PASSING ON THE TORCH
Bonnie Engler took over her father’s business, Brooklyn Park-based Pilgrim Cleaners, in January, 2004. However, she took a different career path before joining her father.
Engler, 50, grew up in the dry-cleaning business working behind the counter on evenings and weekends, but never thought about it as a career option. It never occurred to her that she could one day be the successor.
“At that time, it wouldn’t have been a traditional role for a woman,” Engler says. “Women weren’t owning businesses back then. My father came from a generation where men owned and operated businesses.”
Engler became a registered nurse and worked in adult mental health for eight years. She also earned a BA in psychology. In the mid-1980s, however, she was looking for a career change and talked to her father, Don Rosen, about coming to work with him. At 30, she joined Pilgrim with the intention of learning the ropes and taking over when he was ready to step down. However, she had her work cut out for her.
“When I started, my father never even thought that there was a possibility of me taking over the business,” she explains. “There were very few women in the industry and in business in general then. I had to prove to him I was as capable as any man and could some day run the business for him. It was a long progression.”
The two worked together for two decades, and Engler worked from the ground up learning the business.
“My father worked very hard to become sole owner of Pilgrim and that’s what I worked for,” says Engler, who was named president 10 years ago. “He also gave me the freedom to try new things. For a daughter, the best compliment you can receive is when your father allows you to start doing things on your own.”
Engler had wanted to buy the business for the past few years, but her father wasn’t ready to sell. She wanted to make sure he was comfortable with the transition. Eight-three-year-old Rosen, who has been in the dry-cleaning business for more than 60 years, decided the time was right and sold Engler the business in early 2004. He still comes in periodically as Engler’s advisor.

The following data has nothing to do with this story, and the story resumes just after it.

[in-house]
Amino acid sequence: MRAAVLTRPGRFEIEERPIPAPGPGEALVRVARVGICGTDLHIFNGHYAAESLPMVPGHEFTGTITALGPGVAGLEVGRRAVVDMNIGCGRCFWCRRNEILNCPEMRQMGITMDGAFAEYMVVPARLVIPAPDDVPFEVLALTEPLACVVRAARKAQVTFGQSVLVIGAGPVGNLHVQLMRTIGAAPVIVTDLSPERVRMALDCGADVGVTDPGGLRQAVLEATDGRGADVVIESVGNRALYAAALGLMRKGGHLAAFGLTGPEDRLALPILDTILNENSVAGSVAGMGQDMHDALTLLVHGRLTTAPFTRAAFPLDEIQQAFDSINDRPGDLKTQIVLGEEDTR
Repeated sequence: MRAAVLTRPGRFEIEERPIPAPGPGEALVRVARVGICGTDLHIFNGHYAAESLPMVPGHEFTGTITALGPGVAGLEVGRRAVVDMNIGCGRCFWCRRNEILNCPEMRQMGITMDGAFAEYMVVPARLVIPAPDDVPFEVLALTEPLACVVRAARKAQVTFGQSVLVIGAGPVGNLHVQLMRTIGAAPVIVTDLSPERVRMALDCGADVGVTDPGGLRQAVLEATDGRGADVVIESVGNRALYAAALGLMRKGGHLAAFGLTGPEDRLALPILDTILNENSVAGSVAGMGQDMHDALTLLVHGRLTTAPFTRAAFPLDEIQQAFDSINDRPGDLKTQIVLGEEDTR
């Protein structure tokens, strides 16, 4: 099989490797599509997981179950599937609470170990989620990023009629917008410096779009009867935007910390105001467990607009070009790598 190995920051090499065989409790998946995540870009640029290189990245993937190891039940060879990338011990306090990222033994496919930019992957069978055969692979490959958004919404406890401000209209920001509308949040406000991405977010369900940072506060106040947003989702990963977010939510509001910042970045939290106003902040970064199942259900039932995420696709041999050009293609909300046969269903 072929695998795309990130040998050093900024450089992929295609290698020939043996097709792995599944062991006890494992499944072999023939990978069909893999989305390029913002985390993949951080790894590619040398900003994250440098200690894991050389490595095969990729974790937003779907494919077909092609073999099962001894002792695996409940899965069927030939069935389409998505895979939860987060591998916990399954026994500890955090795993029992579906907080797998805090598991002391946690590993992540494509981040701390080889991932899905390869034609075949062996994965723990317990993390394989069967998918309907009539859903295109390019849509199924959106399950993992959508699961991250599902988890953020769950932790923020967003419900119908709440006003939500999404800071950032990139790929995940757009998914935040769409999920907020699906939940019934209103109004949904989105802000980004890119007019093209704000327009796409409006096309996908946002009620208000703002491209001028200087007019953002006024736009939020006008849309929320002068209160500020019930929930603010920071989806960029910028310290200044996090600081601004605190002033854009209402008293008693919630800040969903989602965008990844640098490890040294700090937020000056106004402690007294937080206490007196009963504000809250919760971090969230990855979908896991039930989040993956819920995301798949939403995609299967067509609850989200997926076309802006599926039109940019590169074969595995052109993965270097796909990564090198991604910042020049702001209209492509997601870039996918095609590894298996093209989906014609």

FAMILY DYNAMICS PLAY A ROLE
Family business owners realize succession issues can be tricky. In Pilgrim’s case, Engler’s brother Larry Rosen works at the company in production and is also in charge of environmental compliance issues and oversees maintenance. One of their sisters also previously worked at the company.
“For any family business, there’s a certain amount of stress and tension in determining family members’ strengths,” Engler says. “Years ago, we brought in a consultant to help us recognize strengths and who would be best in succession. I think it helped my dad to reinforce what he saw. It helped to have an outsider spell things out.”
Rosen says naming his daughter as the successor was based solely on ability. “I was looking for someone I could rely on,” he says. “I look at Bonnie and she’s so bright. She is college-educated and a registered nurse and has a beautiful business sense. I had a feeling that she was very adept at working with people, and we needed someone to work wtih employees and customers. I am so confident in her. I have no misgivings. She’s doing a wonderful job. Sales in fact are improving at at time when our industry is suffering.”
Rosen says his son is content in his role in the business and wasn’t looking to take on additional responsibilities.
Rosen and Engler hired outside experts to help with the transition of ownership and ensure all family members were happy. “We have a close family and that was important,” Engler says, adding that it probably would have been easier to sell the business to an outsider. “It would have been less emotional,” she says. “There are so many considerations in a family business. But what’s most satisfying to me is being able to keep the business in the family. I think that was always in the back of my father’s mind.”
Engler has three sons, and the oldest, 17-year-old Derek, now works part-time behind the counter for PIlgrim. “A third generation is working here,” she says proudly.
Since taking over, Engler is putting her signature on the company by rebranding. The stores and trucks, for example, the stores and trucks have new logos and stores are being renovated. She added drive-thru windows to some locations and launched a new convenience program. Pilgrim has five plants and 25 locations in Minneapolis and surrounding suburbs and employs 200.